Texas Children's Hospital helps blind gymnast overcome obstacles

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Texas Children's Hospital helps local blind gymnast overcome obstacles (KTRK)

To make the Olympic team, athletes train most of their lives in hopes of even getting a chance to go for gold. One local gymnast has similar dreams, but the obstacles she's had to overcome are far more challenging.

Adrianna has aspirations of becoming an Olympic hopeful someday, but the journey getting to where she is today has been an incredible one. The 13-year-old is legally blind, making her gym routines challenging -- to say the least.

It all started when she was just 4 months old.

"Sunlight, bright light affected her. She would cry," said Adrianna's mother, Asha Kenebrew.

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Devon Still, whose daughter battled cancer, visited children at Texas Children's Hospital Friday.

Adrianna's parents took her to the doctor and she was diagnosed with congenital glaucoma, a condition where the pressure in the eye is elevated.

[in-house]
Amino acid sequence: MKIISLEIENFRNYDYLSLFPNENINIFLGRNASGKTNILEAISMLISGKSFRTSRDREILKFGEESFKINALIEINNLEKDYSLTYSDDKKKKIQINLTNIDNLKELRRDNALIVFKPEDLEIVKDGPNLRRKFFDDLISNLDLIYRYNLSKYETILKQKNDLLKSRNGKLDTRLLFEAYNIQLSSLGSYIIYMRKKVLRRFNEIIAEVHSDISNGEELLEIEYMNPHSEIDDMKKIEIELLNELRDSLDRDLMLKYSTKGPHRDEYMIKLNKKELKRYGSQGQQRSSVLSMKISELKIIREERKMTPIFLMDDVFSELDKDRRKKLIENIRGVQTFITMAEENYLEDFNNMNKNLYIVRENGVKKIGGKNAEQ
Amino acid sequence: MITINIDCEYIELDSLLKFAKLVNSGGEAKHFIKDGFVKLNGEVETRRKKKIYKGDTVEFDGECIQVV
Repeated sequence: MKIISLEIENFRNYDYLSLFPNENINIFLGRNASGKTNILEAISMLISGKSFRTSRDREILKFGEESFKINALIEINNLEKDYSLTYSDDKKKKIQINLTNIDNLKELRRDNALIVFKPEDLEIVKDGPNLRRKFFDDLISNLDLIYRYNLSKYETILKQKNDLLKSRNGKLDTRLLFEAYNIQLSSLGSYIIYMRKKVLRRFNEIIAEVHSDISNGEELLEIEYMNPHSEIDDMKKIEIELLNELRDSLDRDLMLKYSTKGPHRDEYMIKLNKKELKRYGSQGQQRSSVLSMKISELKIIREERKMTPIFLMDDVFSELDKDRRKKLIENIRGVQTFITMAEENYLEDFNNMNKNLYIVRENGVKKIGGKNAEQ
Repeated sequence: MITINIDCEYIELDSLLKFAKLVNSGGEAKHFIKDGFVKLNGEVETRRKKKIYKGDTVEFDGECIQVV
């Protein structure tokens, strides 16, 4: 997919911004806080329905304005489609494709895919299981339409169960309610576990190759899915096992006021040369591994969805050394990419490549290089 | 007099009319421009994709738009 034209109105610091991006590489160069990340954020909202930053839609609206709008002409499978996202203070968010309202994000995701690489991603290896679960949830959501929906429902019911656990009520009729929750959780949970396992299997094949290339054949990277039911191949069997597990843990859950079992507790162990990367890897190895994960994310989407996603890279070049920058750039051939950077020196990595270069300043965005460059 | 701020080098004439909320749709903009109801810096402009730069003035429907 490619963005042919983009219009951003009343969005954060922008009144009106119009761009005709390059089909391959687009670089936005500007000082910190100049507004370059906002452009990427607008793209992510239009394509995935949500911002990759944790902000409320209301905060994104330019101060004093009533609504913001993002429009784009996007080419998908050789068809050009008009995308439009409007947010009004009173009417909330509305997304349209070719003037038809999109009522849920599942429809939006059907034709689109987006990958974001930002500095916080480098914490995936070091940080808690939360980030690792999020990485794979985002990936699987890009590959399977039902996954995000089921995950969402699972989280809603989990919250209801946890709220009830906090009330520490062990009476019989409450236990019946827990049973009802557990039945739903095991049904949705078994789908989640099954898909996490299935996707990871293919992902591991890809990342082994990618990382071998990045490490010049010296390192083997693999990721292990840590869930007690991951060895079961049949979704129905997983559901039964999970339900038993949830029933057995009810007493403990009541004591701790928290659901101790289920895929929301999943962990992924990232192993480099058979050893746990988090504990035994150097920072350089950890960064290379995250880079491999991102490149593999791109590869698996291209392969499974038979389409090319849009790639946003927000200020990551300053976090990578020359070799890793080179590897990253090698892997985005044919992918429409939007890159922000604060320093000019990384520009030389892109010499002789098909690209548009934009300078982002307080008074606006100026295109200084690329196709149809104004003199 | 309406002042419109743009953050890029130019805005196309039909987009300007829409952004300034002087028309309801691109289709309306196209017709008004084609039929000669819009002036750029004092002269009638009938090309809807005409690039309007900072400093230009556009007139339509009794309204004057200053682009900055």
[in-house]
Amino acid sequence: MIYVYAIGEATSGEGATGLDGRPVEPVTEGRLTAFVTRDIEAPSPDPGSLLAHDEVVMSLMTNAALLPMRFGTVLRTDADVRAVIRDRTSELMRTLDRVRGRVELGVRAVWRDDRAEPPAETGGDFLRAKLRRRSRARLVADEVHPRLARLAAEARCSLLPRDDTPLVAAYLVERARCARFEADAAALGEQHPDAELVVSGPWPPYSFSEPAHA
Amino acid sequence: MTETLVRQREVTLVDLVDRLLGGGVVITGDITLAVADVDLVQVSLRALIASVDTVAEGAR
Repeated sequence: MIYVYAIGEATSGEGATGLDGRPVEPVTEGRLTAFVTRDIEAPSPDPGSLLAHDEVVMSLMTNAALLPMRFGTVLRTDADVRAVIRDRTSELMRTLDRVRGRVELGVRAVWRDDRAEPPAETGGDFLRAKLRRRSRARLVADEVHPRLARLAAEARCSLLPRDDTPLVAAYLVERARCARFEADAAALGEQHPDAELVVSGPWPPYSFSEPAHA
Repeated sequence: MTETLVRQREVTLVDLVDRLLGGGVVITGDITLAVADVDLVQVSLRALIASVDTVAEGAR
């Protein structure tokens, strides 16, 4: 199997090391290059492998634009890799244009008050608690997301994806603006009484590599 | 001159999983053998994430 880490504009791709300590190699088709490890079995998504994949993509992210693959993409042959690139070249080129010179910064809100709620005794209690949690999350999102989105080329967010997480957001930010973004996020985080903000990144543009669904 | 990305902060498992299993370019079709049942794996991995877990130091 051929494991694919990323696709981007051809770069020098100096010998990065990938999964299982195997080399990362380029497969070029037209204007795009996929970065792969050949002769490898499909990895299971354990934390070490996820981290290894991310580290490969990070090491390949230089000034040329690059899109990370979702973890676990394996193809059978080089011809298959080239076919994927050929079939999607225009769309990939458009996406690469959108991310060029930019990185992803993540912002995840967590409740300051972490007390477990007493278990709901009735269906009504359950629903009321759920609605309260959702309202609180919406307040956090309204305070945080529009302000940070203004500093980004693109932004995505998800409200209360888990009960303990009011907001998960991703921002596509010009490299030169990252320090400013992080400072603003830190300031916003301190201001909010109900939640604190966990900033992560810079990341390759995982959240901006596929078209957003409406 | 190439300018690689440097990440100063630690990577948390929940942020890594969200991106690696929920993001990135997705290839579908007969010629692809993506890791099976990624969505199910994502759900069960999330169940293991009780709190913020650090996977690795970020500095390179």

"This long term elevation of the pressure can cause damage to the nerve of the eye. In infants, it's uncommon. We might see just a couple cases a year here at Texas Children's," said ophthalmologist Kimberly Yen. "So she was treated with surgery and has required multiple surgeries to treat her vision."

Along the way, Adrianna developed cataracts.

"She's also had 2 cataract surgeries. Her vision has gotten worse, but I would say it's stable right now," said Kenebrew.

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When Madison was born, it was the beginning of a long and challenging journey for her and the family.

During her constant fight to see, she developed an interest in dance and, eventually, gymnastics.

"When she was 7, we found TAAG - The TX Academy of Acrobatics and Gymnastics in Baytown. That's where she was able to do what she had been wanting to do," said Kenebrew.

"Gymnasts like Simon Biles and Gabby Douglas influenced me to do what I do and I've always just loved the sport," said Adrianna.

She says her coaches are very supportive and treat her like every other athlete.

"Sometimes when I'm jumping to the bar, I can't really see how far the bar is. On the beam I can't tell how low the beam is to the ground," said Adrianna.

Even though she has challenges and obstacles to overcome in the gym, her future goals of athletic success are nothing - but golden.

"I want to be the 1st visually impaired gymnast to at least make it to the Olympic trials or to the Olympics," said Adrianna.
Related Topics:
healthTexas Childrens HospitalgymnasticshealthPromiseABC13Houston
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